A buffer is just a linear sequence of memory. These words provide a way to incrementally store or retrieve values from it.
To begin, create a memory region to use as a buffer.
Then you can set this as the current buffer:
When a buffer is set, the vocabulary sets an internal index to the first address in it. This will be incremented when you add data and decremented when you remove data.
Let's add some stuff using buffer:add:
And then retreive the values:
You can remove all values using buffer:empty:
And ask the buffer how many items it contains:
The other functions are buffer:start, which returns the address of the buffer, buffer:end, which returns the address of the last value, and buffer:preserve. The first is easy to demo:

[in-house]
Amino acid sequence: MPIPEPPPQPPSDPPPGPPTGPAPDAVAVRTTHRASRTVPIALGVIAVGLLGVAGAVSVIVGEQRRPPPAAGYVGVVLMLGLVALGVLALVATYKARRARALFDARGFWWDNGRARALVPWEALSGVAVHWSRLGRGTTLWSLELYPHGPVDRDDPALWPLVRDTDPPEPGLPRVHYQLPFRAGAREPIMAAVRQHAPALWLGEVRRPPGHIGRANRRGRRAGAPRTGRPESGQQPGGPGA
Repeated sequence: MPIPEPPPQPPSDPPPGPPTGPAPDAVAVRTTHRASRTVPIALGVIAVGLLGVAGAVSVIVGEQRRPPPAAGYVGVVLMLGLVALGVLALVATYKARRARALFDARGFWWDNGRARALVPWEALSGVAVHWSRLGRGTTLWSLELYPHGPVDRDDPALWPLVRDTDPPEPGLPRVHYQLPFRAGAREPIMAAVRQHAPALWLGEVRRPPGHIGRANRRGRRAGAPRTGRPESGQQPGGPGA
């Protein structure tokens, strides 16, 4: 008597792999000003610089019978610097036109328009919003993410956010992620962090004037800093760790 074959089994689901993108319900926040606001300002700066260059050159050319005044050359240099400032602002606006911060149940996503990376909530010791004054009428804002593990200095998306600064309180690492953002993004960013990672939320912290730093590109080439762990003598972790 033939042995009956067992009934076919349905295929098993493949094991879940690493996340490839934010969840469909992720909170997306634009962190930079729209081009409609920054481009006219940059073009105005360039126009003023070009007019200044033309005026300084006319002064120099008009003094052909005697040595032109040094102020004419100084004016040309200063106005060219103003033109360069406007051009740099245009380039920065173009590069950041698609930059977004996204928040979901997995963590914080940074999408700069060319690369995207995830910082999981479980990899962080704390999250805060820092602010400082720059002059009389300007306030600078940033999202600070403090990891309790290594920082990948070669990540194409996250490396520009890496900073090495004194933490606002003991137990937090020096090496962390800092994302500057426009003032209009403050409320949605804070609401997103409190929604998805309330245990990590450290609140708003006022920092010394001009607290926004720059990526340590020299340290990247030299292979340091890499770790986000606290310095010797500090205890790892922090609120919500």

The last one is useful. Only one buffer is ever active at a given time. The buffer:preserve combinator lets you execute a word, saving and restoring the current buffer indexes. So the word could assign and use a new buffer and this will reset the previous one after control returns.
There are a few notes that need to be considered. The preserve combinator saves the start and current index but not the contents. If the word you call uses the same buffer, the contents will remain altered.
Finally, the buffer words have one interesting trait: they store an ASCII NULL after adding each item to the buffer. This lets one use them to build strings easily.